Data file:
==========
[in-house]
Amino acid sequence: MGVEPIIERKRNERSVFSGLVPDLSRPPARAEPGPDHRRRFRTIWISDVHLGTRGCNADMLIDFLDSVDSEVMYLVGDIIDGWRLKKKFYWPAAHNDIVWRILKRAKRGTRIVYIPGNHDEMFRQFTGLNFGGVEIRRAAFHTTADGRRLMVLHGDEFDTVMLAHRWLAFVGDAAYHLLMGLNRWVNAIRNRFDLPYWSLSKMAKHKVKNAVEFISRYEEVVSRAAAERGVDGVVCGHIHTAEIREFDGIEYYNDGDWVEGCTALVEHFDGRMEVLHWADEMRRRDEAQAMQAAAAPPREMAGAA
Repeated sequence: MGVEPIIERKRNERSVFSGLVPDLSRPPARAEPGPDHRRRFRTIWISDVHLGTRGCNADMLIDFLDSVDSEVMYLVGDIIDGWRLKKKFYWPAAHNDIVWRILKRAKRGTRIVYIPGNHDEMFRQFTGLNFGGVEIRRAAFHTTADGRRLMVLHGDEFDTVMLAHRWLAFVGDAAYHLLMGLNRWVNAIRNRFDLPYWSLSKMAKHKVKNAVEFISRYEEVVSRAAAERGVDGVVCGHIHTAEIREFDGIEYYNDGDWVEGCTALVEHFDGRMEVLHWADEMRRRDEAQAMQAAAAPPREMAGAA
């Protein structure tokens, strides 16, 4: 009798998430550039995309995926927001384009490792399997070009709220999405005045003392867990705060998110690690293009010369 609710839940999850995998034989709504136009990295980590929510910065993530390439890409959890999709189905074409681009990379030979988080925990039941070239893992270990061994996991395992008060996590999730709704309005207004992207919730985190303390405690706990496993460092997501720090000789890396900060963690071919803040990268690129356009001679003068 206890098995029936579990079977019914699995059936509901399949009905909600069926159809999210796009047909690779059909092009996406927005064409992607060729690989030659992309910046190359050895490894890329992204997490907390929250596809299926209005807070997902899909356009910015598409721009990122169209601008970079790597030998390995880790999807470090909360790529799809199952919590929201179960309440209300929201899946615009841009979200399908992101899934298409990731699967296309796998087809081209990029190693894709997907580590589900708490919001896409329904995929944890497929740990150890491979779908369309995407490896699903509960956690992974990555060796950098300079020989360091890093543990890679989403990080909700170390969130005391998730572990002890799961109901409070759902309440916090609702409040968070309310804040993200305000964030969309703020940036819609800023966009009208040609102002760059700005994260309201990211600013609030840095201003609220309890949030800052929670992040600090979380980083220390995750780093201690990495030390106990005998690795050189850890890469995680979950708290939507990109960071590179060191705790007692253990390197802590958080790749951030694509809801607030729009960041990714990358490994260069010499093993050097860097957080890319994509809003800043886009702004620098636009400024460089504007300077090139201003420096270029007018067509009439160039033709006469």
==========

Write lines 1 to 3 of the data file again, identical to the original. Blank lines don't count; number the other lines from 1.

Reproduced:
[in-house]
Amino acid sequence: MGVEPIIERKRNERSVFSGLVPDLSRPPARAEPGPDHRRRFRTIWISDVHLGTRGCNADMLIDFLDSVDSEVMYLVGDIIDGWRLKKKFYWPAAHNDIVWRILKRAKRGTRIVYIPGNHDEMFRQFTGLNFGGVEIRRAAFHTTADGRRLMVLHGDEFDTVMLAHRWLAFVGDAAYHLLMGLNRWVNAIRNRFDLPYWSLSKMAKHKVKNAVEFISRYEEVVSRAAAERGVDGVVCGHIHTAEIREFDGIEYYNDGDWVEGCTALVEHFDGRMEVLHWADEMRRRDEAQAMQAAAAPPREMAGAA
Repeated sequence: MGVEPIIERKRNERSVFSGLVPDLSRPPARAEPGPDHRRRFRTIWISDVHLGTRGCNADMLIDFLDSVDSEVMYLVGDIIDGWRLKKKFYWPAAHNDIVWRILKRAKRGTRIVYIPGNHDEMFRQFTGLNFGGVEIRRAAFHTTADGRRLMVLHGDEFDTVMLAHRWLAFVGDAAYHLLMGLNRWVNAIRNRFDLPYWSLSKMAKHKVKNAVEFISRYEEVVSRAAAERGVDGVVCGHIHTAEIREFDGIEYYNDGDWVEGCTALVEHFDGRMEVLHWADEMRRRDEAQAMQAAAAPPREMAGAA